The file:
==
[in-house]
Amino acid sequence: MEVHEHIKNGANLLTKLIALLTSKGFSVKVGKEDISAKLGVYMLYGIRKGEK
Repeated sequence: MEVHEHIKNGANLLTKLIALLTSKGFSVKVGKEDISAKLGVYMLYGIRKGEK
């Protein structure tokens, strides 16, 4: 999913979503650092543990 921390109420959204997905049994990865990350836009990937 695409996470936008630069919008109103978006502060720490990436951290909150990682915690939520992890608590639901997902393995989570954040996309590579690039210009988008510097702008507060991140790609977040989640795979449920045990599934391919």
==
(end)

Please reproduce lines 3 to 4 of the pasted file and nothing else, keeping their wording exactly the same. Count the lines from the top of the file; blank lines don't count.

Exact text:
Repeated sequence: MEVHEHIKNGANLLTKLIALLTSKGFSVKVGKEDISAKLGVYMLYGIRKGEK
């Protein structure tokens, strides 16, 4: 999913979503650092543990 921390109420959204997905049994990865990350836009990937 695409996470936008630069919008109103978006502060720490990436951290909150990682915690939520992890608590639901997902393995989570954040996309590579690039210009988008510097702008507060991140790609977040989640795979449920045990599934391919």